The 2010s in travel - from the first selfies to the sale of Aer Lingus
From Eyjafjallajökull to Instagram, Pól Ó Conghaile takes a look back on a rollercoaster decade in travel...
Well, that was fast.
It feels like 10 minutes ago, but back in 2010 Brian Cowen was Taoiseach, Aer Lingus was a State-owned airline and you hadn't twerked, thrown shade or taken a selfie.
Please log in or register with Independent.ie for free access to this article.
Gin was naff, same-sex marriage wasn't recognised here in Ireland, T2 hadn't opened and nobody paid to select seats on flights.
Ireland was reeling from recession, you still listened to CDs, millennials were about to take over the planet, and 'woke' meant the state of not being asleep.
OK boomer, here's your decade in travel.
1. The Wild Atlantic awakes
When: February 27, 2014
Why: Ireland's Atlantic Coast has been around a while, but it wasn't until 2014 that the first 'Wild Atlantic Way' signs began appearing along the 2,500km stretch between Inishowen and Kinsale. Fair play to Fáilte Ireland's marketeers - the touring route was a game-changer that saw businesses up their game, restaurants revamp their menus and a whole new generation of adventures blast off.
Don't forget: Rebranding was all the rage. 'Ireland's Ancient East' and 'Ireland's Hidden Heartlands' followed, though the jury's out on Dublin's 'Grafton Quarter'...
2. An Insta decade is born
When: October 6, 2010
Why: The decade's defining date? This was the day a happy-clappy photo-sharing app named 'Instagram' debuted. Now owned by Facebook, it's impossible to overstate Insta's impact on travel... and life. Other social networks may have more posts, or subscribers, but Instagram's mix of filters, feel-good vibes, selfies and influencers has taken the world by storm. Apart from transforming travel habits, it made (and some would say broke) 'bucket list' attractions like the #BaliSwing in Indonesia and Morocco's Jardin Majorelle.
Don't forget: WhatsApp got its official first release in November, 2009. Can you recall a world without it?
3. Eyjafjallajökull Erupts
When: April-October, 2010
Why: Still can't pronounce it? The Icelandic volcano wreaked havoc on European air travel in 2010, spewing ash that disrupted some 10 million travellers. Iceland also erupted in another sense, with WOW air launching direct flights from €49 in 2015. Prices in Reykjavík soon made up for that, as we discovered when pent-up demand was released and thousands of Irish travellers set off for iconic sights like the Blue Lagoon and Golden Circle. In 2016, the word 'overtourism' was coined by Skift, in a report into tourism's impact on the island's fragile ecosystem and local infrastructure. WOW itself collapsed in 2019.
Don't forget: From Storm Emma to ATC strikes in France, air travellers' patience was sorely tested in the 2010s.
4. A Titanic Success
When: March 31, 2012
Why: Belfast changed like no other city on the island this decade - both materially and in mood. Titanic Belfast opened just before the centenary of the ship's sinking, prompting a revitalisation not just of the 'Titanic Quarter', but the city itself. Once synonymous with The Troubles, visit today and you'll find Michelin-star restaurants, a burgeoning Cathedral Quarter, cool street art, casual food scenes and a host of new hotels (including one incorporating the old Harland & Wolff drawing offices).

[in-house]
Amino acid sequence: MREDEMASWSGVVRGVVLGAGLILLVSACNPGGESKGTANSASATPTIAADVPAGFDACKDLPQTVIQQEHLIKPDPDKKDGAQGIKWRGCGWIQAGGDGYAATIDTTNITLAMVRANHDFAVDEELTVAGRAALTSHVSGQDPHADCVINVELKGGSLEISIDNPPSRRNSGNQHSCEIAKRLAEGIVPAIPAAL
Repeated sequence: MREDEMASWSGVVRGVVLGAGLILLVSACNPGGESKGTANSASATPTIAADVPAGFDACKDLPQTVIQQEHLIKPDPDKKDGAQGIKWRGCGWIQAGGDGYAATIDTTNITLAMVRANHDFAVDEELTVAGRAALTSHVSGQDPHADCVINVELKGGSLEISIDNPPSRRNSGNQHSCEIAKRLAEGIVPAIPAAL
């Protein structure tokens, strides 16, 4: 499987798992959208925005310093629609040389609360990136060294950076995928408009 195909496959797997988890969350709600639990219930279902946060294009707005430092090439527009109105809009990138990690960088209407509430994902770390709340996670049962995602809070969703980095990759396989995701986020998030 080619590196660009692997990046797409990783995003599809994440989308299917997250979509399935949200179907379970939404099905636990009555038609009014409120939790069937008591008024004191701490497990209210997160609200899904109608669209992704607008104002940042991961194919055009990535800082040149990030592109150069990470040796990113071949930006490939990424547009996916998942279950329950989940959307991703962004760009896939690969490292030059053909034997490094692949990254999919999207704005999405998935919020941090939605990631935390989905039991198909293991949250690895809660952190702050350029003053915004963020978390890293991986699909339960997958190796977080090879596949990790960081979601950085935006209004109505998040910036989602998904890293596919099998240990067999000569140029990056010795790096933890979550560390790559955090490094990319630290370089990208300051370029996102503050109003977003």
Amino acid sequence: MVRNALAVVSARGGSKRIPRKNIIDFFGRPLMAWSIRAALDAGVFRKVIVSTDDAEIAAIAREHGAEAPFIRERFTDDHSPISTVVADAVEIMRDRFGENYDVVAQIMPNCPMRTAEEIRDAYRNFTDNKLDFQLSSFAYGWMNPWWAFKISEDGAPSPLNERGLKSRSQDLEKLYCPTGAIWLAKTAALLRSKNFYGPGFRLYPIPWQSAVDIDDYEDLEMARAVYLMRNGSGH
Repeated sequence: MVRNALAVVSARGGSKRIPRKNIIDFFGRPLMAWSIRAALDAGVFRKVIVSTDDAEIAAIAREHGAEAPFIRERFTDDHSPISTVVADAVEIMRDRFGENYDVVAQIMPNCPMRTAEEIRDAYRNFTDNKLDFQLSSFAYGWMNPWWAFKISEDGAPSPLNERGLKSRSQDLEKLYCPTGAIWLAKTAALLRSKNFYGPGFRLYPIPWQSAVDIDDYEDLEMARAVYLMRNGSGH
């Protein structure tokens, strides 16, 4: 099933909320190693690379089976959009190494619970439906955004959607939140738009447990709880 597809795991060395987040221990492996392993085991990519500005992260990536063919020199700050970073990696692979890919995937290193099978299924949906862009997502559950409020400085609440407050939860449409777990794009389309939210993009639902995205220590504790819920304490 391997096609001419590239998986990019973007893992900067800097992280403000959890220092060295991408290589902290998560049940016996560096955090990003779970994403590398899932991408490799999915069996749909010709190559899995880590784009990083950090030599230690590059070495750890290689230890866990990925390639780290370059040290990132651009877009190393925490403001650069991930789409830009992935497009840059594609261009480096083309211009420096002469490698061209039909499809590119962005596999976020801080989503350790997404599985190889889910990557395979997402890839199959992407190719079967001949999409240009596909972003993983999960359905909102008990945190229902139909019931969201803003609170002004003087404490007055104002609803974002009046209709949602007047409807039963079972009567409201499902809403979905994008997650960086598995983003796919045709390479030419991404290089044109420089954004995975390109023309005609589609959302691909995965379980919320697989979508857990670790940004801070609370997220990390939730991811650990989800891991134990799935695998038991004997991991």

Don't forget: Game of Thrones brought the Seven Kingdoms to over two-dozen filming locations in Northern Ireland.
5. Terror in Tunisia
When: June 26, 2015
Why: Sadly, the 2010s saw a cascade of terror attacks around Europe, killing hundreds and bringing cities like Paris, Manchester, Brussels, Berlin, Nice and London to a standstill. Turkey and Tunisia were hit too - in 2015, three Irish holidaymakers were among 38 killed by a gunman who opened fire on a hotel and beach in Sousse (package holidays have yet to resume from Ireland). Flights only recommenced between the UK and Egypt's Sharm El Sheikh last month, following the downing of Metrojet Flight 9268 in 2015.
Don't forget: 2014 was a year of tragedy for Malaysia Airlines. Flight MH370 disappeared from radar screens in March, with MH17 shot down over Ukraine the following July.
6. Aer Lingus flies the nest
When: September 2, 2015
Why: It was a big decade for aviation. The Boeing Dreamliner took off and Airbus announced plans to cease production of its double-decker Airbus A380. Ryanair passenger numbers shot from 66.5m to 150m a year, despite several strikes and shemozzles like its defence of a 'random' seating algorithm. Aer Lingus's evolution was lower-key, but its sale to IAG was one of the stories of 2015. Since then, it has received several new aircraft and expanded transatlantic services to destinations like Seattle and Miami (fending off disruptors like Norwegian and WOW in the process). We had our complaints, especially with the switch from Golden Circle to AerClub, but it still feels like home.
Don't forget: In 2017, British Airways called time on free food and drink. For many, it felt like the end of an era.